When the animated movie “Madagascar” was released in 2005, I remember that it created such a big word-of-mouth movement (starting with children) around the movie and indirectly around lemurs and my country, which is great! Kids absolutely love King Julian and his other lemur friends!
Confusion and Lack of Awareness about Madagascar
However, despite that movie, people still got mixed up about the exact location of Madagascar on a world map sometimes.
Scientists or people who have a keen interest in nature usually get less confused. They would probably tell you that there are over 60 species of lemurs if I am not mistaken (which I learned myself when preparing a presentation for one of my classes) and that 90% of the fauna and flora in Madagascar can only be found here and nowhere else on Earth. Isn’t that worth a trip to Madagascar, don’t you think?
What are the pros and cons of this confusion and lack of awareness about Madagascar?
Having studied and worked in the International Tourism Development field in Canada, I can say that this confusion or lack of awareness has both pros and cons. Pros can be that Madagascar has managed to avoid mass tourism over the years, which usually became detrimental to most tourist destinations in other parts of the world, mainly due to negative environmental and social effects. Madagascar was kept in a certain way like a secret pristine place,”safe” from most outside threats.
However, cons could be that it has remained sort of isolated (since the end of colonization in 1960) which, combined with continuous political unrest, has led to environmental and social issues, from the inside-out. Tourism in Madagascar could not become a potential catalyst for economic growth and a driver for eco-tourism, as the country was probably perceived as too mysterious and unstable.
Speaking about Lemurs at my University
I have had the opportunity to make several presentations at my university Thompson Rivers University about my home island, its endemic fauna and flora, ad Malagasy culture. I was the only student from Madagascar there and was surprised that each time a lot of students and professors heard about my country for the first time.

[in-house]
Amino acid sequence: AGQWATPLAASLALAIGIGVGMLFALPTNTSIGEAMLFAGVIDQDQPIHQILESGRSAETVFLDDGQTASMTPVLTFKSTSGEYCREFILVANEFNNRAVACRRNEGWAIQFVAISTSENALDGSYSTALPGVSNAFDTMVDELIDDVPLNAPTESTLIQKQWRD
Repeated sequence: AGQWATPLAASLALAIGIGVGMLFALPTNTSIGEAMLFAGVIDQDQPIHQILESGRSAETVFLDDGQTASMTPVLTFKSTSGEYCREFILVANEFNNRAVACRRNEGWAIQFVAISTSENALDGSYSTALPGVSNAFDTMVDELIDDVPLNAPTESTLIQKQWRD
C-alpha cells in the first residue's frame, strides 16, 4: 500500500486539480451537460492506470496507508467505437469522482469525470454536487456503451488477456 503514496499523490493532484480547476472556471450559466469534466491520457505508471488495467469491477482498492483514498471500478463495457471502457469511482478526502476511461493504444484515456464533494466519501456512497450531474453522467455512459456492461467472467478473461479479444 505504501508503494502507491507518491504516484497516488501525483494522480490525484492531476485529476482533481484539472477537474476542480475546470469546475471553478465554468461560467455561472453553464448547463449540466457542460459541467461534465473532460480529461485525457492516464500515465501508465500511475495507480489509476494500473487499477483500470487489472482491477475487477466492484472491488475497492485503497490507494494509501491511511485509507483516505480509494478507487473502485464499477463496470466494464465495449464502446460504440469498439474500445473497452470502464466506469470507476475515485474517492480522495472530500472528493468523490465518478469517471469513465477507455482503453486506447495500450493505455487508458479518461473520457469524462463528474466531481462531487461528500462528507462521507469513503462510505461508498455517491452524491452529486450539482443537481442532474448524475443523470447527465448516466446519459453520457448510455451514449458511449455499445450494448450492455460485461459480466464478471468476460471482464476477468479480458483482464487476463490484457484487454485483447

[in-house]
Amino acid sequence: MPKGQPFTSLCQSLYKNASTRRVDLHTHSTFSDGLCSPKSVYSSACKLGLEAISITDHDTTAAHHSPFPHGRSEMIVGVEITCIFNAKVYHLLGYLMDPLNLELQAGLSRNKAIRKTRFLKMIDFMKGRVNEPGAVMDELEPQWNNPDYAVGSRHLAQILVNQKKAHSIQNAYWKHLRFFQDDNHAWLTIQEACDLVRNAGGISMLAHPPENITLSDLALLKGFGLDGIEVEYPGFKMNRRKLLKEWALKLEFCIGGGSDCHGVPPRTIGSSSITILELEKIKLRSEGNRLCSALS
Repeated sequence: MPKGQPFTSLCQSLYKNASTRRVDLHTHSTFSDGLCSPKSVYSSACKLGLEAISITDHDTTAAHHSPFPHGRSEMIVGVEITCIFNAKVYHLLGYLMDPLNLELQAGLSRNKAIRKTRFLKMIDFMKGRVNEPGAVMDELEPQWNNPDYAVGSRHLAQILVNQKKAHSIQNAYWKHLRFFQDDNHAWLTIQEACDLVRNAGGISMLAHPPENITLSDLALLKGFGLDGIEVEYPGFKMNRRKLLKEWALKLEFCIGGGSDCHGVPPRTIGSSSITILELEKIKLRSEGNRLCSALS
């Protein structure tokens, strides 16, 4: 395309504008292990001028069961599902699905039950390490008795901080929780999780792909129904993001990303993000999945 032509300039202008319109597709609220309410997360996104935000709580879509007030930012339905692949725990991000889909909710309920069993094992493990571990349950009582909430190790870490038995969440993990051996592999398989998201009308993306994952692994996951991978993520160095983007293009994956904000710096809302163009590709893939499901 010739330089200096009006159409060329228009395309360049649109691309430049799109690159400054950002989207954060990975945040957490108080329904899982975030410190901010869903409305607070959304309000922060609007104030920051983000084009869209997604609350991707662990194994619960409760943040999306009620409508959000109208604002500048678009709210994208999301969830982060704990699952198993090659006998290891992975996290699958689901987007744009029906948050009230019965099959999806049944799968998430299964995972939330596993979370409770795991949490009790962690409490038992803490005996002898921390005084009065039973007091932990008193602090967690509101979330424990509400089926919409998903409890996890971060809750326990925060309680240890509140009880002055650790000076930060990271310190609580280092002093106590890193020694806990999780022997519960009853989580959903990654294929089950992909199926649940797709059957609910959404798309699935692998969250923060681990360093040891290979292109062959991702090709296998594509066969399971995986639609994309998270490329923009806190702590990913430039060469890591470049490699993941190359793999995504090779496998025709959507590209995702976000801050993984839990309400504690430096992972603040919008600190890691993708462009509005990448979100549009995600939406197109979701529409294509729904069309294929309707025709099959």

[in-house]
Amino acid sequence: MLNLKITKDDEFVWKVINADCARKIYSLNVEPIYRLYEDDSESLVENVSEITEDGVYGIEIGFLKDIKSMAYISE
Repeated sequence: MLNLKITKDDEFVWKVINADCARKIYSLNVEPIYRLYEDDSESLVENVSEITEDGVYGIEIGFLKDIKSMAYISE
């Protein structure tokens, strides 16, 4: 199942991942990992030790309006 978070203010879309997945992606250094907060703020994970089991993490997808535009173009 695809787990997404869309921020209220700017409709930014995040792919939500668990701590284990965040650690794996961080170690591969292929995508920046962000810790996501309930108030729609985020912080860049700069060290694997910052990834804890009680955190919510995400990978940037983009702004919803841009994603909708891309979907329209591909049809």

And each time I talked about lemurs, people started to be so interested and curious.
Even though I felt a bit sad about those who never heard of Madagascar, I was so proud to be able to be a sort of ambassador for it by sharing my knowledge about such a unique place on Earth (not to brag about that, but Madagascar is truly a great place!). I took two teaching jobs (one teaching French and one teaching English) in Kamloops, Canada, and I had the pleasure to share a bit about my country and lemurs with my multicultural students.
I heard a redundant question: “Why is your home country a developing country if you have so much biodiversity and resources?” And to that question, I always feel sad and almost ashamed to say: “Because of politics, corruption and bad governance of the natural resources”. But this is the unfortunate truth.
Lemurs at the Vancouver Zoo in Canada
I worked for a Canadian tourism company based in Vancouver last year 2018 and had the opportunity to visit the Vancouver Zoo at a point. I must say I had mixed feelings spotting a few lemurs there: I was happy because I think it is great to create awareness around lemurs in zoos in the world, but I was sad too because I know how much better it is to see them in their original habitat, having seen them in the wild when growing up. I hope zoos will not be the only places where lemurs will be found in future!
A Personal Note
To end this first blog article, I would like to say:
Keep sharing awareness and love around Lemurs wherever in the world you are! They are amazing creatures that need to be protected.
And if you have the chance to travel to Madagascar, give back to organizations that really strive to save lemurs and their habitat, like Lemur Conservation Network (LCN).
Conservation starts with each one of us!
My love story with Lemurs and my home country have led me to educate, volunteer and contribute to important causes, which will probably be the topic of my next blog post. I hope your journey brings you to do amazing things too for lemurs and conservation as a whole. Talk to you soon!
“Misaotra” (“Thank you” in Malagasy),